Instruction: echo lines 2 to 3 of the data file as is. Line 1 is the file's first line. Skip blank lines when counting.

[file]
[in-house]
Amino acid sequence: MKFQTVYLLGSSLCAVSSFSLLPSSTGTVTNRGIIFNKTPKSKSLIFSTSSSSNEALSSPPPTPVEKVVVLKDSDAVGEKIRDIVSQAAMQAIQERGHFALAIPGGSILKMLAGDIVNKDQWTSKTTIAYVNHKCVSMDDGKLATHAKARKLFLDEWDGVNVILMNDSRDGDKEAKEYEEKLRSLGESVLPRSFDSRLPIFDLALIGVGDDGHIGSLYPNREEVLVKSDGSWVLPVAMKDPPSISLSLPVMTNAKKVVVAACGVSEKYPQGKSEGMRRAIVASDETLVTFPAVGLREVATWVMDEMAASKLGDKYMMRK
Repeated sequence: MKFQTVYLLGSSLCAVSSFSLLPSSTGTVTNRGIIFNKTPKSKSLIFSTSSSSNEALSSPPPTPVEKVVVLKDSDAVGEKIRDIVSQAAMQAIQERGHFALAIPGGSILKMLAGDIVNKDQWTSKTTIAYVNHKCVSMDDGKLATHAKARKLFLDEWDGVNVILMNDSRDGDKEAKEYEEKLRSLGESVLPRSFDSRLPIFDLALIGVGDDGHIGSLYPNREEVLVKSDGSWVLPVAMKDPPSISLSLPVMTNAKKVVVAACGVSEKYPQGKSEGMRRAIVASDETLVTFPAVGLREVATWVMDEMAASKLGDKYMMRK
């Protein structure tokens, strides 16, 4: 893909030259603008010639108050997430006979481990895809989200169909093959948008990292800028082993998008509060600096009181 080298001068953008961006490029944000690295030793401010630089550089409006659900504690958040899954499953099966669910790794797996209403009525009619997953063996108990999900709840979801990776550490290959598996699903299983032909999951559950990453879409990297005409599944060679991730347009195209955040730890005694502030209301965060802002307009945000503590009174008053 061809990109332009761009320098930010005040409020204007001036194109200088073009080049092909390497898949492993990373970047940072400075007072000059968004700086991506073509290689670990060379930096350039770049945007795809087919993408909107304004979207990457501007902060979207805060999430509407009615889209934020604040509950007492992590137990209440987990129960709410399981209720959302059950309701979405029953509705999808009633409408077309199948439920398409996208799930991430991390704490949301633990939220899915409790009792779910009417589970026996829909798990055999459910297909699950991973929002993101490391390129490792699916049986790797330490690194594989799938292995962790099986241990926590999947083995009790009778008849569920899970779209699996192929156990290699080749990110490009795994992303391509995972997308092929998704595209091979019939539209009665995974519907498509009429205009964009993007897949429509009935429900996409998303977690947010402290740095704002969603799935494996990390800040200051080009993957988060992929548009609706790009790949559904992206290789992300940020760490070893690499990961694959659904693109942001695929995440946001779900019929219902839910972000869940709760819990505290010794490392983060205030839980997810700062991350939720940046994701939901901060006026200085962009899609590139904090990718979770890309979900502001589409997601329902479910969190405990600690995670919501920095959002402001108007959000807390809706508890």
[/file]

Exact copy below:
Amino acid sequence: MKFQTVYLLGSSLCAVSSFSLLPSSTGTVTNRGIIFNKTPKSKSLIFSTSSSSNEALSSPPPTPVEKVVVLKDSDAVGEKIRDIVSQAAMQAIQERGHFALAIPGGSILKMLAGDIVNKDQWTSKTTIAYVNHKCVSMDDGKLATHAKARKLFLDEWDGVNVILMNDSRDGDKEAKEYEEKLRSLGESVLPRSFDSRLPIFDLALIGVGDDGHIGSLYPNREEVLVKSDGSWVLPVAMKDPPSISLSLPVMTNAKKVVVAACGVSEKYPQGKSEGMRRAIVASDETLVTFPAVGLREVATWVMDEMAASKLGDKYMMRK
Repeated sequence: MKFQTVYLLGSSLCAVSSFSLLPSSTGTVTNRGIIFNKTPKSKSLIFSTSSSSNEALSSPPPTPVEKVVVLKDSDAVGEKIRDIVSQAAMQAIQERGHFALAIPGGSILKMLAGDIVNKDQWTSKTTIAYVNHKCVSMDDGKLATHAKARKLFLDEWDGVNVILMNDSRDGDKEAKEYEEKLRSLGESVLPRSFDSRLPIFDLALIGVGDDGHIGSLYPNREEVLVKSDGSWVLPVAMKDPPSISLSLPVMTNAKKVVVAACGVSEKYPQGKSEGMRRAIVASDETLVTFPAVGLREVATWVMDEMAASKLGDKYMMRK